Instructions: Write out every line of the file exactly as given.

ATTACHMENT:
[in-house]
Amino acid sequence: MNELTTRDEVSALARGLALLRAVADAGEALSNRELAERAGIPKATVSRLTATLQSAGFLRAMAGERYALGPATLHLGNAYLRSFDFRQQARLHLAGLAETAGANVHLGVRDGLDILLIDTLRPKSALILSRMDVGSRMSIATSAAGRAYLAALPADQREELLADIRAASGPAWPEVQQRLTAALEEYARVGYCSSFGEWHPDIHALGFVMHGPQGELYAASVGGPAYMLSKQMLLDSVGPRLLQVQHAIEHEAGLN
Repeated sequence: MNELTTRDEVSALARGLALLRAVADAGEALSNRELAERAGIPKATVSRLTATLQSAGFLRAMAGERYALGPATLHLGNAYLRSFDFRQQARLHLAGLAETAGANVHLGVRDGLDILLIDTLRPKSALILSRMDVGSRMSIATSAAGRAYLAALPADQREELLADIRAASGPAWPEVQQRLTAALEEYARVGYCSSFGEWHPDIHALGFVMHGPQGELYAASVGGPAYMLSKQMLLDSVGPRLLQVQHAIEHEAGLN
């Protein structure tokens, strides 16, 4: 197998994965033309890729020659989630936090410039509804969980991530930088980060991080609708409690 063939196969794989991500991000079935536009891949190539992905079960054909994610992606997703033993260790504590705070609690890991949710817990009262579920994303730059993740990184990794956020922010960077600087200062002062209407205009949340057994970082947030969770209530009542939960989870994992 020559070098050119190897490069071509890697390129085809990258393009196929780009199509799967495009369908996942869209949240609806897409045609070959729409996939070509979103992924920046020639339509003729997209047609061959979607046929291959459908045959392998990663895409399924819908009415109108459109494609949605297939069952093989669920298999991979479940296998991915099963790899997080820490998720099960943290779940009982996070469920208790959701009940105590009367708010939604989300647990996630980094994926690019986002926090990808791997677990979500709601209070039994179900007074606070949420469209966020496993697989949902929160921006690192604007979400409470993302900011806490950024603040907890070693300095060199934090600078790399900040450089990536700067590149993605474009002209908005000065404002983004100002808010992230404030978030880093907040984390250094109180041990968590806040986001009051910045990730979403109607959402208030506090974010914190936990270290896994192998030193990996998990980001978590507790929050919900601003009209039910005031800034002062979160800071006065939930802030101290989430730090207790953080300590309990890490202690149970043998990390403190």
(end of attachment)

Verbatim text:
[in-house]
Amino acid sequence: MNELTTRDEVSALARGLALLRAVADAGEALSNRELAERAGIPKATVSRLTATLQSAGFLRAMAGERYALGPATLHLGNAYLRSFDFRQQARLHLAGLAETAGANVHLGVRDGLDILLIDTLRPKSALILSRMDVGSRMSIATSAAGRAYLAALPADQREELLADIRAASGPAWPEVQQRLTAALEEYARVGYCSSFGEWHPDIHALGFVMHGPQGELYAASVGGPAYMLSKQMLLDSVGPRLLQVQHAIEHEAGLN
Repeated sequence: MNELTTRDEVSALARGLALLRAVADAGEALSNRELAERAGIPKATVSRLTATLQSAGFLRAMAGERYALGPATLHLGNAYLRSFDFRQQARLHLAGLAETAGANVHLGVRDGLDILLIDTLRPKSALILSRMDVGSRMSIATSAAGRAYLAALPADQREELLADIRAASGPAWPEVQQRLTAALEEYARVGYCSSFGEWHPDIHALGFVMHGPQGELYAASVGGPAYMLSKQMLLDSVGPRLLQVQHAIEHEAGLN
């Protein structure tokens, strides 16, 4: 197998994965033309890729020659989630936090410039509804969980991530930088980060991080609708409690 063939196969794989991500991000079935536009891949190539992905079960054909994610992606997703033993260790504590705070609690890991949710817990009262579920994303730059993740990184990794956020922010960077600087200062002062209407205009949340057994970082947030969770209530009542939960989870994992 020559070098050119190897490069071509890697390129085809990258393009196929780009199509799967495009369908996942869209949240609806897409045609070959729409996939070509979103992924920046020639339509003729997209047609061959979607046929291959459908045959392998990663895409399924819908009415109108459109494609949605297939069952093989669920298999991979479940296998991915099963790899997080820490998720099960943290779940009982996070469920208790959701009940105590009367708010939604989300647990996630980094994926690019986002926090990808791997677990979500709601209070039994179900007074606070949420469209966020496993697989949902929160921006690192604007979400409470993302900011806490950024603040907890070693300095060199934090600078790399900040450089990536700067590149993605474009002209908005000065404002983004100002808010992230404030978030880093907040984390250094109180041990968590806040986001009051910045990730979403109607959402208030506090974010914190936990270290896994192998030193990996998990980001978590507790929050919900601003009209039910005031800034002062979160800071006065939930802030101290989430730090207790953080300590309990890490202690149970043998990390403190």